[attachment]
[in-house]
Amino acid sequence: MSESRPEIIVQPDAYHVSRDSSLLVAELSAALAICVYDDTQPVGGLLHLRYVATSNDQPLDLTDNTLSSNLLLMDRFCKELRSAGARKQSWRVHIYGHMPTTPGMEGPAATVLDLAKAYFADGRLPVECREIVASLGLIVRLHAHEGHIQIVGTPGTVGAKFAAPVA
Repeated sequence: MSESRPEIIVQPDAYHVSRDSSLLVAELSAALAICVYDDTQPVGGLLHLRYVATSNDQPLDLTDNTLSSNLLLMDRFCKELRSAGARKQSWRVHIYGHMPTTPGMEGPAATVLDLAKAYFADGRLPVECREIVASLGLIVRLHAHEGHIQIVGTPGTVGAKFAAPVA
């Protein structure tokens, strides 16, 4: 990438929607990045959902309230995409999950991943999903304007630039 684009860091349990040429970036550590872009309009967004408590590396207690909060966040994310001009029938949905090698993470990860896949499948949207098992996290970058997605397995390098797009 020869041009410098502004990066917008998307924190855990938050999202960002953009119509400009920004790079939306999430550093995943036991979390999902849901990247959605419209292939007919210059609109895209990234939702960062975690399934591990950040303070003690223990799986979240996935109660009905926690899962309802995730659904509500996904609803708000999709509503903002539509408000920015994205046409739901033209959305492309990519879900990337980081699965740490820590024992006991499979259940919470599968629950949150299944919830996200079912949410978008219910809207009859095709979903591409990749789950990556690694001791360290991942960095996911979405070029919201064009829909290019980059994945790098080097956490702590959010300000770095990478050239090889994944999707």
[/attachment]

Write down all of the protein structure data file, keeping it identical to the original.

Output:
[in-house]
Amino acid sequence: MSESRPEIIVQPDAYHVSRDSSLLVAELSAALAICVYDDTQPVGGLLHLRYVATSNDQPLDLTDNTLSSNLLLMDRFCKELRSAGARKQSWRVHIYGHMPTTPGMEGPAATVLDLAKAYFADGRLPVECREIVASLGLIVRLHAHEGHIQIVGTPGTVGAKFAAPVA
Repeated sequence: MSESRPEIIVQPDAYHVSRDSSLLVAELSAALAICVYDDTQPVGGLLHLRYVATSNDQPLDLTDNTLSSNLLLMDRFCKELRSAGARKQSWRVHIYGHMPTTPGMEGPAATVLDLAKAYFADGRLPVECREIVASLGLIVRLHAHEGHIQIVGTPGTVGAKFAAPVA
């Protein structure tokens, strides 16, 4: 990438929607990045959902309230995409999950991943999903304007630039 684009860091349990040429970036550590872009309009967004408590590396207690909060966040994310001009029938949905090698993470990860896949499948949207098992996290970058997605397995390098797009 020869041009410098502004990066917008998307924190855990938050999202960002953009119509400009920004790079939306999430550093995943036991979390999902849901990247959605419209292939007919210059609109895209990234939702960062975690399934591990950040303070003690223990799986979240996935109660009905926690899962309802995730659904509500996904609803708000999709509503903002539509408000920015994205046409739901033209959305492309990519879900990337980081699965740490820590024992006991499979259940919470599968629950949150299944919830996200079912949410978008219910809207009859095709979903591409990749789950990556690694001791360290991942960095996911979405070029919201064009829909290019980059994945790098080097956490702590959010300000770095990478050239090889994944999707």